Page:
Microsoft Pushes Toward Virtual Reality With Hologram Headset
The aging tech pioneer, which long ago lost the mantle of the world's most inventive company, is making a bold play to regain that title in the face of stiff competition from Google Inc and Apple Inc.
Microsoft said its wire-free Microsoft HoloLens device will be available around the same time as Windows 10 this autumn. Industry analysts were broadly excited at the prospect, but skeptical that it could produce a working model at a mass-market price that soon.
"That was kind of a 'Oh wow!' moment," said Mike Silver, an analyst at Gartner who tried out the prototype on Wednesday. "You would expect to see a relatively high-priced model this year or next year, then maybe it'll take another couple of years to bring it down to a more affordable level."
Microsoft does not have a stellar record of bringing ground-breaking technology to life. Its Kinect motion-sensing game device caused an initial stir but never gripped the popular imagination.
The company showed off a crude test version of the visor - essentially jerry-rigged wires and cameras pulled over the head - to reporters and industry analysts at a gathering at its headquarters near Seattle.
It did not allow any photographs or video of the experience, but put some images on its website.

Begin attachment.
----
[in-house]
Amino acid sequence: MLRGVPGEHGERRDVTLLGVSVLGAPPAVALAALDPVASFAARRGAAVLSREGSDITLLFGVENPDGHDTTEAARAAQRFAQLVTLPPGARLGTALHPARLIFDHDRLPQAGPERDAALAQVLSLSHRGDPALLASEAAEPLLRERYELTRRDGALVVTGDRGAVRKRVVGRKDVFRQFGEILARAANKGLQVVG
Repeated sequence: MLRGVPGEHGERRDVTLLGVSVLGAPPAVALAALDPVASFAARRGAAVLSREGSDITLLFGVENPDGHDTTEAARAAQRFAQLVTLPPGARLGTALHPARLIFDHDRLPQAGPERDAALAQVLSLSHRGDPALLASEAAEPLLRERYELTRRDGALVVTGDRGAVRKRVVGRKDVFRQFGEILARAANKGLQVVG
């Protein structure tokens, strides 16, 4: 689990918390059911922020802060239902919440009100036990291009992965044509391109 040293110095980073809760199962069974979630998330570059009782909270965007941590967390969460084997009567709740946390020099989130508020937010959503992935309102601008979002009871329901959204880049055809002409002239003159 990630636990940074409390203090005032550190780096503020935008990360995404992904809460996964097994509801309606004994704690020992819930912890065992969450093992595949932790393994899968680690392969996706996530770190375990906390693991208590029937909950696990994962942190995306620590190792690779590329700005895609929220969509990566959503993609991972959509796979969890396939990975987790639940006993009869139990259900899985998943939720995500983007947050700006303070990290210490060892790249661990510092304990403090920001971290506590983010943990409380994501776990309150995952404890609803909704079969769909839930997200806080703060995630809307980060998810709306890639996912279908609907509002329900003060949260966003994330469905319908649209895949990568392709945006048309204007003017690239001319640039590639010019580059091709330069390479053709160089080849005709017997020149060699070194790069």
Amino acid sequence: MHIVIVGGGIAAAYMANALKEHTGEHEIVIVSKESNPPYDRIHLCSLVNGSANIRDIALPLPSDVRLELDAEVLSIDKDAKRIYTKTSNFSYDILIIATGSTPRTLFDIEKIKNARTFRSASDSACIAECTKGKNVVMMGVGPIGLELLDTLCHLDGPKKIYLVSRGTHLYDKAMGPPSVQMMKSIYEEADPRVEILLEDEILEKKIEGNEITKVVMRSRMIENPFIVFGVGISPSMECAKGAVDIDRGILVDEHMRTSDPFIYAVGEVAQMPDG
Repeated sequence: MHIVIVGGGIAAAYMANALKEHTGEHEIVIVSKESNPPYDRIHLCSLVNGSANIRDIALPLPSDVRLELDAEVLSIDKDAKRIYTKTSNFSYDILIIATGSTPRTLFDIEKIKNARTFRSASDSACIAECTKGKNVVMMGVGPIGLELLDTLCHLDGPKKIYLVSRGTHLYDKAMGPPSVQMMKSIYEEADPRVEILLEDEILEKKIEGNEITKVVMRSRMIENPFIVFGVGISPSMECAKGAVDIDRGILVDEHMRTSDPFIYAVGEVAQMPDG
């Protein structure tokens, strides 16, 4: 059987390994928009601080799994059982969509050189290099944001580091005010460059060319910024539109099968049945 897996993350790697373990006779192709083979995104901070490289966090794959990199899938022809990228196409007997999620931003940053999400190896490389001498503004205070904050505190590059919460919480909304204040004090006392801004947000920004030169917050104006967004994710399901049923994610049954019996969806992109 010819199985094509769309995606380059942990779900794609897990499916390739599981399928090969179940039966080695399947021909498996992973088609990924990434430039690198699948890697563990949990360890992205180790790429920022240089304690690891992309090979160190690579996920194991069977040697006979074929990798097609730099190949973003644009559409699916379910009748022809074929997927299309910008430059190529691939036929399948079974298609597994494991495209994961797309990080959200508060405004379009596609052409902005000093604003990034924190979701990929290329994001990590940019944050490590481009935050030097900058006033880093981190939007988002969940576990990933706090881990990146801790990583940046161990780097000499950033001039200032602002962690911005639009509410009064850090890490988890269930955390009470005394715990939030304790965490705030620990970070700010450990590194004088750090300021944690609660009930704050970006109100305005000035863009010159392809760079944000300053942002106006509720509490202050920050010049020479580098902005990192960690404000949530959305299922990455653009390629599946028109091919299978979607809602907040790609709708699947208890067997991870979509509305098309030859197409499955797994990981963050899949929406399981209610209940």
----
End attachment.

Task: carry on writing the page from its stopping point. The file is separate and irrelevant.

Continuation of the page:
Microsoft has been working on the top-secret project for a few years, and showed off a number of scenarios: manipulating virtual objects that can be sent to a 3D printer, creating a Minecraft-like game environment in a room and letting users point to objects on the other end of the line in a Skype video call.
Most realistically, it demonstrated a lifelike panorama of the surface of Mars gathered from NASA's Curiosity Rover. NASA has already been working with Microsoft to develop software called "OnSight," which will allow scientists on earth to virtually explore and plan experiments on Mars.
"It is incredible and surprised me in how far the state of the art has progressed with holograms. I kept waiting for Princess Leia to appear," said IDC analyst Al Hilwa, referring to the Star Wars character.
"But the future wildcard is whether a significant chunk of the population will be willing to wear such gear. We also have to wait and see what compelling applications emerge and how broadly life-changing they are," he added.
(Reporting by Bill Rigby; Editing by Chris Reese and Lisa Shumaker)
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